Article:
Sample speech recordings of repetitions of the monosyllables “ta” and “ka” and the sequence “pataka” were acquired for 6 seconds each(11). The “pa” syllable was not tested because it is a bilabial articulatory point and the objective was to study the lisp, which is a disorder that involves the motor ability of the tongue rather than the lip. All children had been previously instructed and trained to produce emissions as fast as possible during the evaluation with clear and precise articulation(11). After training, the emissions were recorded 2–3 times, and the samples were stored by using the SoundForge 8.0 software (Sony®) at a sampling rate of 44.100 Hz, mono-channel in 16-bit.

One person performed and edited the recordings for subsequent analyses of the emissions of both the monosyllables “ta” and “ka” and the “pataka” sequence. The first 2 seconds of the emissions of “ta” and “ka” were excluded from the analyses by using the MSP software Model 5141, version 2.5.2 (KayPENTAXTM), and the number of emissions was considered in 3-second intervals(11). The same software, which automatically provides the number of emissions per second and the mean time between the emissions, was used to perform the analyses. For the “pataka” sequence, both editing and quantitative analysis were performed by using the SoundForge 8.0 (Sony®) editing software, excluding the first 2 seconds and retaining the next 3 seconds. The number of emissions per second was manually counted by using visual and auditory tracks because the MSP software considers the trisyllabic sequence to be 3 separate monosyllables rather than a single emission(11).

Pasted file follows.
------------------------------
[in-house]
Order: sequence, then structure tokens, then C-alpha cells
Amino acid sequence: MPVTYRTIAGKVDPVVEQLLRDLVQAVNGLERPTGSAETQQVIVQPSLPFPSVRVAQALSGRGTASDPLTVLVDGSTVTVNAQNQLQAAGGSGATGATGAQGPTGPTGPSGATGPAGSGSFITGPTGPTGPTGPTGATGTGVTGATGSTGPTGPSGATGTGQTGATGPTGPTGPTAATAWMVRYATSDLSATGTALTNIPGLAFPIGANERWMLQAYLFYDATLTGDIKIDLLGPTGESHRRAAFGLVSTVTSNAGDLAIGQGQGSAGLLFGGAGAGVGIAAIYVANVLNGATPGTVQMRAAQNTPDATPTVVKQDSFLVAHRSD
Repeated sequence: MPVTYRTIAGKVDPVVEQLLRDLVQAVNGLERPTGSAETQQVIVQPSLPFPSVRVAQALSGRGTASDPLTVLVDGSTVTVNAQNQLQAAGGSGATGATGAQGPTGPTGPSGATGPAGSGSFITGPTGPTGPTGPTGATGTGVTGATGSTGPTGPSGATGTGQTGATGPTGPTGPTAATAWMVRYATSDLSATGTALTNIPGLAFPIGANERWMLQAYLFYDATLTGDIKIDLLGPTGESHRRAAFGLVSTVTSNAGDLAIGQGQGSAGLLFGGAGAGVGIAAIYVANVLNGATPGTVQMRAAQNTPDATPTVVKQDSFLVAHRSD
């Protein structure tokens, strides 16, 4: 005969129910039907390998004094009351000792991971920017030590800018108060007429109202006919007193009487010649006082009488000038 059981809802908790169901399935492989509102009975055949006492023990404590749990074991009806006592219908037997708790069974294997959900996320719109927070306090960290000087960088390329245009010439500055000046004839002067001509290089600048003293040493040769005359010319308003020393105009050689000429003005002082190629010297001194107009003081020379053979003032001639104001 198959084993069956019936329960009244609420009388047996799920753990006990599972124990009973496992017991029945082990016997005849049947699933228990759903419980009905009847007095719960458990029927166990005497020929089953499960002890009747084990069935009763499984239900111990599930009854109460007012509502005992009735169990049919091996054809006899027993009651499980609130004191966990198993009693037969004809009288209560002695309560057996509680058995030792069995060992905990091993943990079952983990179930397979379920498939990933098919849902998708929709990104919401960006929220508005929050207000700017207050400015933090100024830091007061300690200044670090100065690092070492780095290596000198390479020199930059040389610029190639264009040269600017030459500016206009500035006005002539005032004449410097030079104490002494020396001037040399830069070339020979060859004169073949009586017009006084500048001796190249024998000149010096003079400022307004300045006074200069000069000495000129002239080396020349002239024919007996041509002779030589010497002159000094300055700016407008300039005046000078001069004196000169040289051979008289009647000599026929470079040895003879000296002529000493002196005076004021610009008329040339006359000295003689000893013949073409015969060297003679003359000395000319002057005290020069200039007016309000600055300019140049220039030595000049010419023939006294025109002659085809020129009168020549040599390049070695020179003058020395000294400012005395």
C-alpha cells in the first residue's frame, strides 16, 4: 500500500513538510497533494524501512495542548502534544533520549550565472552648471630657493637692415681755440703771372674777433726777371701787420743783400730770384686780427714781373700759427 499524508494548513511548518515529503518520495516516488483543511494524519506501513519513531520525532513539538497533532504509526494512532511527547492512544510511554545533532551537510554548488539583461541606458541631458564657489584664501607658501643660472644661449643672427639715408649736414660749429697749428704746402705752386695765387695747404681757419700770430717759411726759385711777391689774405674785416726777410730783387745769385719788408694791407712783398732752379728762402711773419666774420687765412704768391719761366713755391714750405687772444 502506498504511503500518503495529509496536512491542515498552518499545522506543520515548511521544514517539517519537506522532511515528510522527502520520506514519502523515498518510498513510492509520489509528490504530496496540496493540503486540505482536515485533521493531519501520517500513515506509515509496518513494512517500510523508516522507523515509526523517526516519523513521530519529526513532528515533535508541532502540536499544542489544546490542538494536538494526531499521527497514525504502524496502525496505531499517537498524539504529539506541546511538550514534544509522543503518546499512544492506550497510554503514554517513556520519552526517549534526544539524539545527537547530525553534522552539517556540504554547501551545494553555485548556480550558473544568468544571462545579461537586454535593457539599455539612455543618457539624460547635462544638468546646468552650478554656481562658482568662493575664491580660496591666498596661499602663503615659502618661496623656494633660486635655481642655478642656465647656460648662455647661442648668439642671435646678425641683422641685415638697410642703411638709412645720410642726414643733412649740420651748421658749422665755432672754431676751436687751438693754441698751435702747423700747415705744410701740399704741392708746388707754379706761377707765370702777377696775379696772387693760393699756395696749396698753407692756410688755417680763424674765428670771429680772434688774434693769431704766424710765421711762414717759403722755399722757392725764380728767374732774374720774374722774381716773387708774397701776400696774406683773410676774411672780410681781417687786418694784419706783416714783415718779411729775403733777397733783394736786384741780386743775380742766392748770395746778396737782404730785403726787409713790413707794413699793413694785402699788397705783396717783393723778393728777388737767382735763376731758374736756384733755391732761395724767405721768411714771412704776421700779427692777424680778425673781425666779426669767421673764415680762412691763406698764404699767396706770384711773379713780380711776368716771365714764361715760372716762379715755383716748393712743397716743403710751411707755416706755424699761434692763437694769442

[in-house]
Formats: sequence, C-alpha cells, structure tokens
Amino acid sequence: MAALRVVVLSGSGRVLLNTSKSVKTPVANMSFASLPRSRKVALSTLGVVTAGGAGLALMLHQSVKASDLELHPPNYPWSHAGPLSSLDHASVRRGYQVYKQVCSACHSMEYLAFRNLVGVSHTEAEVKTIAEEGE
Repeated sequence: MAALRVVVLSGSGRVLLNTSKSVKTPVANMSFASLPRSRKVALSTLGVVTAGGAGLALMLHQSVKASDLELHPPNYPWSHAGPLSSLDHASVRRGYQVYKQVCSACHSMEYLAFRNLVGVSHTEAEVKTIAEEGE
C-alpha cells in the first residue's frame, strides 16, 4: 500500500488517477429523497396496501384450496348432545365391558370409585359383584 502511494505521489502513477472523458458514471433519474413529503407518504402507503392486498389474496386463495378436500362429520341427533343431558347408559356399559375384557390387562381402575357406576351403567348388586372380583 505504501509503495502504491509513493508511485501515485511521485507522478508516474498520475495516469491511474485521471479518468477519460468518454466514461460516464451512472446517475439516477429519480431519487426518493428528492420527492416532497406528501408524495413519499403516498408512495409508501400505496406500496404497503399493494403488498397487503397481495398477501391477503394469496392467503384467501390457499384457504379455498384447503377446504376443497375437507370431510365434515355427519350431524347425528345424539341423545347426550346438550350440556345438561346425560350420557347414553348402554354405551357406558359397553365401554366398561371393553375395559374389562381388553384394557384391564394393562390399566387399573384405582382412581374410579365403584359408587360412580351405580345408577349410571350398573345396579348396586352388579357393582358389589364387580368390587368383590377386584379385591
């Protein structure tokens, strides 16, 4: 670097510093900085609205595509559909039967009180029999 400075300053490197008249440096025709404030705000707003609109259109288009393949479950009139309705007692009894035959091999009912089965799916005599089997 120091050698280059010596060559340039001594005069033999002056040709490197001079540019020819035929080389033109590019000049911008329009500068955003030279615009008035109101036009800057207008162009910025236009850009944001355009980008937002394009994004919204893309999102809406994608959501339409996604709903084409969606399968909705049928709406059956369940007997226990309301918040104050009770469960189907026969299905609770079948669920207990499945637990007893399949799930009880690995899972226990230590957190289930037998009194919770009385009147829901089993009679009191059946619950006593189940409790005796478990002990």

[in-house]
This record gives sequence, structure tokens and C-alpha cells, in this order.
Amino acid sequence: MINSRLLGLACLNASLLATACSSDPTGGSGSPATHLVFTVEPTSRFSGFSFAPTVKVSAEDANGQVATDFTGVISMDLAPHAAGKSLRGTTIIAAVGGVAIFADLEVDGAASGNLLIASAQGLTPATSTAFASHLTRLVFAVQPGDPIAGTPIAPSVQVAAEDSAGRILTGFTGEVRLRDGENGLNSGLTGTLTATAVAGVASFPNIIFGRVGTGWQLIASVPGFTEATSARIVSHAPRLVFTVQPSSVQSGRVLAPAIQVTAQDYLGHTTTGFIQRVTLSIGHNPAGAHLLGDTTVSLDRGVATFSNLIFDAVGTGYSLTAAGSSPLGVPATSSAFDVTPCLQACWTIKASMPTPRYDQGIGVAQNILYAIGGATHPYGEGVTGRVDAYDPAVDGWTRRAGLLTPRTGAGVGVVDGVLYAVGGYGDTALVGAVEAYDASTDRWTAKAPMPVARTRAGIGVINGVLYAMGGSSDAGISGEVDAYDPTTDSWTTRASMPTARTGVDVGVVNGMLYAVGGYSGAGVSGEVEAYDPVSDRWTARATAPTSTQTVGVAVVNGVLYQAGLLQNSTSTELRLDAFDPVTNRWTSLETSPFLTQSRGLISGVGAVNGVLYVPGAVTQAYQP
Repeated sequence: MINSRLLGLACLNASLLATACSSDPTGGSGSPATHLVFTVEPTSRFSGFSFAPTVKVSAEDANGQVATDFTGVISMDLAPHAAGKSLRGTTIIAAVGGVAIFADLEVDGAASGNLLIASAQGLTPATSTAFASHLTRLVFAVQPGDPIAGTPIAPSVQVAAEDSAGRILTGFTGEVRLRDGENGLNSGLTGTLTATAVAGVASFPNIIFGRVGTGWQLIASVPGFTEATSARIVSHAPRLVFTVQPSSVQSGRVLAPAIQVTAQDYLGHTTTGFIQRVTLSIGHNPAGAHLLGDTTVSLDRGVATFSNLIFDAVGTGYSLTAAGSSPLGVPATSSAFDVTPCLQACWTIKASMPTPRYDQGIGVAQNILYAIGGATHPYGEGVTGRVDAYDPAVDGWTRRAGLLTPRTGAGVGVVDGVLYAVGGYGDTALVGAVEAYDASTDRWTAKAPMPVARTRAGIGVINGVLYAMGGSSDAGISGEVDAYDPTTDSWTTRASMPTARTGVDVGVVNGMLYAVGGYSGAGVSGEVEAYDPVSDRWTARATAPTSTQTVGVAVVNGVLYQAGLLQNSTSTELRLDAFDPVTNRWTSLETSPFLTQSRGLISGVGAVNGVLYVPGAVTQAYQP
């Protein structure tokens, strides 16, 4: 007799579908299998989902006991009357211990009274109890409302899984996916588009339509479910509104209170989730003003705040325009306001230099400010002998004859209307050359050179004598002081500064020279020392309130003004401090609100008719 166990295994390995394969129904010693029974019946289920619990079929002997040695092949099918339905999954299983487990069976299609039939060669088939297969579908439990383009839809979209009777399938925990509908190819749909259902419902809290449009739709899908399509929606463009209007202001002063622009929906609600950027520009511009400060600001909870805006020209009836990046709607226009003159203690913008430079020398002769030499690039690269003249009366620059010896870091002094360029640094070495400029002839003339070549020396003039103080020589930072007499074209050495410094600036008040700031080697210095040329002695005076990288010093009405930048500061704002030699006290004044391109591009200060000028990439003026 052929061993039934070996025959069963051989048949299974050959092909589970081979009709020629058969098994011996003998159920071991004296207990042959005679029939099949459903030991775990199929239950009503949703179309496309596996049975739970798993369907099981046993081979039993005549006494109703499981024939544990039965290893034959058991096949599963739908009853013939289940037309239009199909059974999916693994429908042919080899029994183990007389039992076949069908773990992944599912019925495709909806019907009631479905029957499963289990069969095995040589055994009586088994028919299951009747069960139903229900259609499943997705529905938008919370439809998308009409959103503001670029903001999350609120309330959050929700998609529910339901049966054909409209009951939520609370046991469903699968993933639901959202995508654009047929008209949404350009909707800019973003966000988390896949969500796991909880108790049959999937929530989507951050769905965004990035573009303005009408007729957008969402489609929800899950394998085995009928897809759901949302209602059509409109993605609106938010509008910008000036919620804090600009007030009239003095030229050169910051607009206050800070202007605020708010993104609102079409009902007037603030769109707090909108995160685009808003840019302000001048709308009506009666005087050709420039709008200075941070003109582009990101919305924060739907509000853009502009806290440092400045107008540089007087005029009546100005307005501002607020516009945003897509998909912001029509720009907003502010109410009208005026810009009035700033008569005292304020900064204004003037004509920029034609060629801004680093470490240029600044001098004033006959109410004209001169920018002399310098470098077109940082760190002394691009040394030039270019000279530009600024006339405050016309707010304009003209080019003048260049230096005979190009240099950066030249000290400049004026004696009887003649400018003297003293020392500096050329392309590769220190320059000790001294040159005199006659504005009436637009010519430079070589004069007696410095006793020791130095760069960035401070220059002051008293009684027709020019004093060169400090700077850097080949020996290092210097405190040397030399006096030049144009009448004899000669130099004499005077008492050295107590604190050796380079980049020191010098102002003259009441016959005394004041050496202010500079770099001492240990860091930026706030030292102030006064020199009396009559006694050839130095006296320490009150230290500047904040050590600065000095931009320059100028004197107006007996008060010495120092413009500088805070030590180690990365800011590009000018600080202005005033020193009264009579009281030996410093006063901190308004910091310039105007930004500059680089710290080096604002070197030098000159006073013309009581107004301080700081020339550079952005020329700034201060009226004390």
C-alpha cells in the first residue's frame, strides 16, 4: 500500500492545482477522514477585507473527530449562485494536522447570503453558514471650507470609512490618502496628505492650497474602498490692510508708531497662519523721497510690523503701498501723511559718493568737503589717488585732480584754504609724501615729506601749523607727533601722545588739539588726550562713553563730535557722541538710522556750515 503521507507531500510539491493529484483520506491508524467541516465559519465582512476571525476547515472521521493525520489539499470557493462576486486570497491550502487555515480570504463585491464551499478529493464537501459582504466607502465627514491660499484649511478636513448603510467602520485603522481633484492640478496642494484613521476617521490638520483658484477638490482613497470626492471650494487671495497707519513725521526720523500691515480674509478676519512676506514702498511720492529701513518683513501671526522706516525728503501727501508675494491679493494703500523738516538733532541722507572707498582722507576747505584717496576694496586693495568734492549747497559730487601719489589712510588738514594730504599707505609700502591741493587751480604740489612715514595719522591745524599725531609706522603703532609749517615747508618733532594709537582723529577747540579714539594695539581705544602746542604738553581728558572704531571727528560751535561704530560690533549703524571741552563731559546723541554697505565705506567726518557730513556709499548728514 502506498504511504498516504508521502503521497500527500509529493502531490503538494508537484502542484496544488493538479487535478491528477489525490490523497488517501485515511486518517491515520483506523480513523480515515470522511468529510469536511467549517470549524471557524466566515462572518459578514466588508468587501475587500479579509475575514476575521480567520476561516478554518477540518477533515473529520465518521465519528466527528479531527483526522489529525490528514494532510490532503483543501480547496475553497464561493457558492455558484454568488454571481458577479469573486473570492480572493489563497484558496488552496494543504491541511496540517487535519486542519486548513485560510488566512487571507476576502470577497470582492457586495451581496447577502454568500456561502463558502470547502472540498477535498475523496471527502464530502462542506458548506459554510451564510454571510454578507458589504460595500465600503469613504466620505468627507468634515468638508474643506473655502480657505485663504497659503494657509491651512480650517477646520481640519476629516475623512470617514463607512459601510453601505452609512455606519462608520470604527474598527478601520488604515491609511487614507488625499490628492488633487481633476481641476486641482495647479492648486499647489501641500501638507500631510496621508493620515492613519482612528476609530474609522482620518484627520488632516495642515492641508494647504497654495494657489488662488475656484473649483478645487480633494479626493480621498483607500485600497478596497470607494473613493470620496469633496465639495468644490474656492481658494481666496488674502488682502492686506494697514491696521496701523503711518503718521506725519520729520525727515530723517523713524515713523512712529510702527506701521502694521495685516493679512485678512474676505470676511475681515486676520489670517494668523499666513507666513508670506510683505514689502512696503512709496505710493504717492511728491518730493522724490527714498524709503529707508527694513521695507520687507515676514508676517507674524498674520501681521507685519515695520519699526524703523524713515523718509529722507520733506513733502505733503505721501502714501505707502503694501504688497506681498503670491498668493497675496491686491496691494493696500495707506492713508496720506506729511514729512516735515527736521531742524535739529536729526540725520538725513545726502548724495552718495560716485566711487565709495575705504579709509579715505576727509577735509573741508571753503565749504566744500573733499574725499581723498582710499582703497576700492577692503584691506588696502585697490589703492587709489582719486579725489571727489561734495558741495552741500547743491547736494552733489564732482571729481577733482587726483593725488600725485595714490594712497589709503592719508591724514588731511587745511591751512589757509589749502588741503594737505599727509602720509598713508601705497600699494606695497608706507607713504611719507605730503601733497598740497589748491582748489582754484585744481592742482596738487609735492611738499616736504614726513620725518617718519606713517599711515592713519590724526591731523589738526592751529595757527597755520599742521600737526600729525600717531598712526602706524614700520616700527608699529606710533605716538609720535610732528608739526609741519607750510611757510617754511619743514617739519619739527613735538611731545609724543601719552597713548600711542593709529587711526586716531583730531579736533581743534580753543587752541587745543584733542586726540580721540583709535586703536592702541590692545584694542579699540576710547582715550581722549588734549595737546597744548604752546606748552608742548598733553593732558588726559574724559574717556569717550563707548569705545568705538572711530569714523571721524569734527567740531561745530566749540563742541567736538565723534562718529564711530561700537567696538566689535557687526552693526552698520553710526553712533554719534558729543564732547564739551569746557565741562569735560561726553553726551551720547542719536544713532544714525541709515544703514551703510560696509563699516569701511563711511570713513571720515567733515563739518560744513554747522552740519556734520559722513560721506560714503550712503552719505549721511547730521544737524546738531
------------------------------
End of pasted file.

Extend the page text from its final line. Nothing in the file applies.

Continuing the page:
The emission for the “pataka” sequence was not registered when the child could not perform the emissions correctly even after training.

Analysis of the presence of lisp speech

We analyzed speech samples that were recorded with an audio-visual system by using a digital camera recorder (Sony® DCR-DVD810) supported by a tripod placed 1 meter from the seated patient. Such samples involved the repetition of sentences that comprised words belonging to a script of target sounds, each of which contained 10 occurrences: 4 in the initial syllable, 3 in the middle syllable, and 3 in the final syllable(8). The alveolar phonemes [s] and [z] in a total of 20 emissions were taken into account during the analysis. The speech samples were stored on portable devices in ascending order according to the case number of the study, and were given to each evaluator.

Two experienced speech evaluators received verbal and written instructions to analyze the samples and register the presence of a lisp when an audible phonetic distortion was detected during production of phonemes [s] and [z](21). To this end, an individual and separate analysis was conducted in a quiet environment with the use of headphones. The results were subsequently analyzed. In cases with contradictory results, a third experienced person who was informed that he/she served as a third experienced evaluator, was required to analyze the speech samples in order to resolve the impasse. Therefore, considering the agreement between the 2 evaluators, the presence of a lisp was registered in at least 5 out of 10 emissions of each phoneme(22). It is important to note that sample randomization was not performed for data analysis.